Water quality in the large freshwater lake appears to be good as diving feeders comprising Little Pied Cormorants, Australasian Grebes and Hardheads were recorded. Also, four Australian Pelicans were present, with one demonstrating some feeding activity on the lake. This indicates that the lake is possibly supporting some aquatic life, most likely Mosquito Fish Gambusa sp.
k Bird Survey 13 February 2017
- Hardheads have returned, but so far in low numbers with 3 recorded today. They were last recorded on January 2016.
- A single Noisy Miner was seen at Lorimer Street today, and another sighting of possibly the same bird was recorded by George on 29 January. This is only the second record of this not so welcomed species in the park since these bird surveys commenced in March 2007. The last sighting was in March 2008.
- Also seen were the Common or Eastern Blue Tongue Lizard and a Dingy Swallowtail
Although levels in the main lakes and dam remain high, of the small freshwater wetlands, only those opposite the Friends compound and the chain of ponds along the HWT boundary currently have water.
Chestnut Teal and Pacific Black Duck numbers have grown from a very low base over the last months. Wetland species comprise mostly Chestnut Teal (five broods) and Dusky Moorhens (three broods), but also Pacific Black Ducks, Eurasian Coots and Black-winged Stilts are breeding in and around the large freshwater lake.
The number of small resident land-based birds, such as Superb Fairy-wrens and White-plumed Honeyeaters, was higher than usual, probably because favourable weather conditions encouraged more birds to leave cover.
Interesting/notable sightings: For the second time since our surveys began in 2007 a single Diamond Dove has appeared, remaining along the northern boundary almost a month. (The first was May 2009.) George reported it to Birdline on 11 December, and again on 6 January. The dove eluded us this survey. Moreover, one of the survey team observed a Sacred Kingfisher, always a delight.
Note: For several years now an aquatic plant or filamentous algae has appeared on the freshwater lake in late spring/early summer. This month – January – it has again disappeared but is making the lake smelly in some areas, probably due to its natural decomposition. It is not the toxic blue green algae and does not appear to be harmful to birds – indeed the swans have been seen eating it. We are trying to determine what species it is and whether controls are needed. If you can help, let us know.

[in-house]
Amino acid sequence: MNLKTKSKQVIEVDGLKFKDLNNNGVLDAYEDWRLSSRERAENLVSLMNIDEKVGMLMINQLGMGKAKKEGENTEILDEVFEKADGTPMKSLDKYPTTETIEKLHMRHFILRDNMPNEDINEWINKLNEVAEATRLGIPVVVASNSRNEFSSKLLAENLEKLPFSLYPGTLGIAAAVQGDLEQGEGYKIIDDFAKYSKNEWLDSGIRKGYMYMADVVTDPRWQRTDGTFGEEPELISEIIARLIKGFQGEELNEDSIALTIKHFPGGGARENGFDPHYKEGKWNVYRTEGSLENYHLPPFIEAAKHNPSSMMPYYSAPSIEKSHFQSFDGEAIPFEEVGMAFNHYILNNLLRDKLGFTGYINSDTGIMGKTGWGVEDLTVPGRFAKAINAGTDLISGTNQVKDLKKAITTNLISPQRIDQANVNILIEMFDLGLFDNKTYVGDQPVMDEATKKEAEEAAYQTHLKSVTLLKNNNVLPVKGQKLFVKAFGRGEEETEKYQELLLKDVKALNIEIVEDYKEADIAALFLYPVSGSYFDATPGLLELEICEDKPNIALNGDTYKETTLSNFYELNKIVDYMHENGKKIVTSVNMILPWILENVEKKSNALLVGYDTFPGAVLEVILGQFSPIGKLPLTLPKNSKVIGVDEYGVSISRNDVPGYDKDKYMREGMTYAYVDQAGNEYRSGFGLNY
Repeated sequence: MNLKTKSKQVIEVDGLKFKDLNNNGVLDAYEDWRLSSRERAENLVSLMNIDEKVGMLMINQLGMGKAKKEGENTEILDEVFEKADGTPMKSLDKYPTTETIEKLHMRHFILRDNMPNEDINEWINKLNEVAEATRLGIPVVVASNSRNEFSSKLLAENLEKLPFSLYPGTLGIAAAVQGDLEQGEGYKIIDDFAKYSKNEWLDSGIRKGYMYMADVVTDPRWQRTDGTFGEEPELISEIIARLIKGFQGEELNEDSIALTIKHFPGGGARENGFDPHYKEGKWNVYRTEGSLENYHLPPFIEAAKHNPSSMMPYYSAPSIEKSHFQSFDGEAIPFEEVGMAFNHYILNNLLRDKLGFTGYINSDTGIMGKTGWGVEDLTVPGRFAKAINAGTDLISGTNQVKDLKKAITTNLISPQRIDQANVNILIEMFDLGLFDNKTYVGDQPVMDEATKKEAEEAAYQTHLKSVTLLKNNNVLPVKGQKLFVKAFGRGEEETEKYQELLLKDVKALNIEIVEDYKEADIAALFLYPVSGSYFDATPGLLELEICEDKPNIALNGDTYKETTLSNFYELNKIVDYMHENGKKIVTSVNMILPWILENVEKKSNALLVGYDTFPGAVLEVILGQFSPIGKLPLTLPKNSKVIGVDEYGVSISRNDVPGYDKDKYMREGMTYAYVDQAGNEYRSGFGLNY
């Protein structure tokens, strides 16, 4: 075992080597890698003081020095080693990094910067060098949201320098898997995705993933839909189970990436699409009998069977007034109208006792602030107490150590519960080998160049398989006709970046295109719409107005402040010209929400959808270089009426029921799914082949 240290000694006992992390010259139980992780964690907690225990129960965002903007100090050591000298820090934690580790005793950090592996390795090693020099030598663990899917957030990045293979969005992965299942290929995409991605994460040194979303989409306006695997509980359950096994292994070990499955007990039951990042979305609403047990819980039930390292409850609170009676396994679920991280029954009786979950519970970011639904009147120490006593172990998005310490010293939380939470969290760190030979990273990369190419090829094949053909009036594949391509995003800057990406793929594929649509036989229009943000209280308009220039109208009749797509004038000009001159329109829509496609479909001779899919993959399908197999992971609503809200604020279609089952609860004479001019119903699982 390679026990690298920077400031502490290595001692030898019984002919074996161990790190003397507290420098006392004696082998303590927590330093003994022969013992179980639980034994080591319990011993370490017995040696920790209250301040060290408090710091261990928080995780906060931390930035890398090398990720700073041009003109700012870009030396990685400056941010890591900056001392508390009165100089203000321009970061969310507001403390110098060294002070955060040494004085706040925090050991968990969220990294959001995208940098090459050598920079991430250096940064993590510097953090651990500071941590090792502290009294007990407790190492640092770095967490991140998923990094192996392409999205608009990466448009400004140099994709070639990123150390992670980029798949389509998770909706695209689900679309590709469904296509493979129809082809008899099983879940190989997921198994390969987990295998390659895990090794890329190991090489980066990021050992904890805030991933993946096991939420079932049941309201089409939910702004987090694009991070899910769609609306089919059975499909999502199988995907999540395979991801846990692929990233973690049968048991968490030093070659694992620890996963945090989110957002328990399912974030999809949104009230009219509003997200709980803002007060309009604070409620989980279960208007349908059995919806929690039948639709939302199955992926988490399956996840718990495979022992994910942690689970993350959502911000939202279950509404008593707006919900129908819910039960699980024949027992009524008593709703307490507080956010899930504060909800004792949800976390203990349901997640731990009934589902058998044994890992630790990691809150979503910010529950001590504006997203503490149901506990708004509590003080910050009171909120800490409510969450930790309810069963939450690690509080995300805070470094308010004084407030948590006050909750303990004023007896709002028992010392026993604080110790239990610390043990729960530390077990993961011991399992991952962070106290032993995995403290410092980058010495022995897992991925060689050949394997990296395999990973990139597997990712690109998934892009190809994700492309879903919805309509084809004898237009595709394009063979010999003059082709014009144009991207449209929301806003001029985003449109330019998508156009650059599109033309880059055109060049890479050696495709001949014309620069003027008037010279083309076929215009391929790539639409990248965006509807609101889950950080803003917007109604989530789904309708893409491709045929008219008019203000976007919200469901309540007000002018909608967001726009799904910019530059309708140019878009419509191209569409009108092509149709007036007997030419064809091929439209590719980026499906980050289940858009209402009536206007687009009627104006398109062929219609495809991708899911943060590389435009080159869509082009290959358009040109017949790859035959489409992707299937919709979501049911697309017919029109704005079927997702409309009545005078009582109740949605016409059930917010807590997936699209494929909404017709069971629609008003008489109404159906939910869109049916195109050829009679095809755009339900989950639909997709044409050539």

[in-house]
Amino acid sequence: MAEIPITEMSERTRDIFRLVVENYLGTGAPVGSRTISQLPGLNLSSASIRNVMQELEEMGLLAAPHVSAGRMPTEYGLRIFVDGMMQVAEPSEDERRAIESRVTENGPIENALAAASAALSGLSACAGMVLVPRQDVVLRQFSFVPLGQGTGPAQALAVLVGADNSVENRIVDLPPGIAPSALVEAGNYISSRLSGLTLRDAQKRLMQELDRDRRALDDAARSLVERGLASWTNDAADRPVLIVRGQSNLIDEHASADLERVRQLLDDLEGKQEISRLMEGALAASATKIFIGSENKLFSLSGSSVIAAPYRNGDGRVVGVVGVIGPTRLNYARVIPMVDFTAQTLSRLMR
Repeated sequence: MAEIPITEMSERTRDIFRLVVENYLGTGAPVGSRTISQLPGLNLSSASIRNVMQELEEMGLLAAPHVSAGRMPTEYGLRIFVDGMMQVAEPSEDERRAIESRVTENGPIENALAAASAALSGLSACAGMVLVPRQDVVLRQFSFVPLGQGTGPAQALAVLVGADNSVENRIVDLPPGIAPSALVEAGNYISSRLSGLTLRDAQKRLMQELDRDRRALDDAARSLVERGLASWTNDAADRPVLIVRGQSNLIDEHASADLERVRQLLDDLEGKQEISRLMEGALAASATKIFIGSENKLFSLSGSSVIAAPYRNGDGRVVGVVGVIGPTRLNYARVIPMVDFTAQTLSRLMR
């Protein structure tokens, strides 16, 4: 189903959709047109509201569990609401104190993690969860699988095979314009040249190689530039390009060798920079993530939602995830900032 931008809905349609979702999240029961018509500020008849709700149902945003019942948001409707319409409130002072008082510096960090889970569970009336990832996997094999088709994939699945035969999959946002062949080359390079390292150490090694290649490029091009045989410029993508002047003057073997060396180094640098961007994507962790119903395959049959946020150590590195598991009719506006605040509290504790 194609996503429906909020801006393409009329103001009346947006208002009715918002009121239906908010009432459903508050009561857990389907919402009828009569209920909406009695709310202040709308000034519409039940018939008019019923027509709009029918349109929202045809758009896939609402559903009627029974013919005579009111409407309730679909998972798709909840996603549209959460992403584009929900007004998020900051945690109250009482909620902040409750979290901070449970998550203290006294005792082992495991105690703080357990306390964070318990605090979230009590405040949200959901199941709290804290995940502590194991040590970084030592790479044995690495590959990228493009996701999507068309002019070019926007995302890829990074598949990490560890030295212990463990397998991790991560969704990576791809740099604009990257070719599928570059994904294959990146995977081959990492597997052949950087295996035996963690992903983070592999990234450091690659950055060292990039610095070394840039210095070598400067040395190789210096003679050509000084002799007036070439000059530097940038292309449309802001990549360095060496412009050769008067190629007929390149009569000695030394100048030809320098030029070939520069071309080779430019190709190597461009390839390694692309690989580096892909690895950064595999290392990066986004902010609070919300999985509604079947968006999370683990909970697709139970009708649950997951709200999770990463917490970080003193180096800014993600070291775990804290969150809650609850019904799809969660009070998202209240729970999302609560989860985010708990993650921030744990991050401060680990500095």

Water levels in the two main lakes and dam remain high, but most other small freshwater wetlands are now dry except Compound Lagoon, where many Common Froglets were calling. Numbers and diversity of waterbirds currently at Westgate Park are at an all-time low. For the first time since our surveys began no Eurasian Coots were recorded, although the number had been down to one in May 2009.
The number of small land-based birds recorded this survey, such as Superb Fairy-wrens and White-plumed Honeyeaters, was much lower than usual, due to the very strong winds rather than any change in habitat conditions.
– The three Australasian Pipits observed along Howe Parade Extension, plus a possible fourth beside the saltwater lake, indicate conditions remain suitable for this species in Westgate Park despite extensive car storage replacing weedy grassland south of the park.
– The Nankeen Kestrel observed on 14 October captured a Welcome Swallow in flight.
Bad weather during the August survey meant a low count of 38 species. Continuing rain has raised water levels in the two main lakes, so much so that the land bridge in the freshwater lake to the large island and many of the smaller islands is now completely submerged. This has not yet increased the number and diversity of water birds currently at Westgate Park, possibly because there is so much habitat available in the hinterlands.
Vegetation throughout the park has responded well to the rain, and supports high numbers of land-based birds that are resident or frequent visitors.
- The single Spotted Pardalote recorded in the survey was in flight and being aggressively pursued from the park by a White-plumed Honeyeater
- Yellow-tailed Black Cockatoos have lately been gathering around City of Port Phillip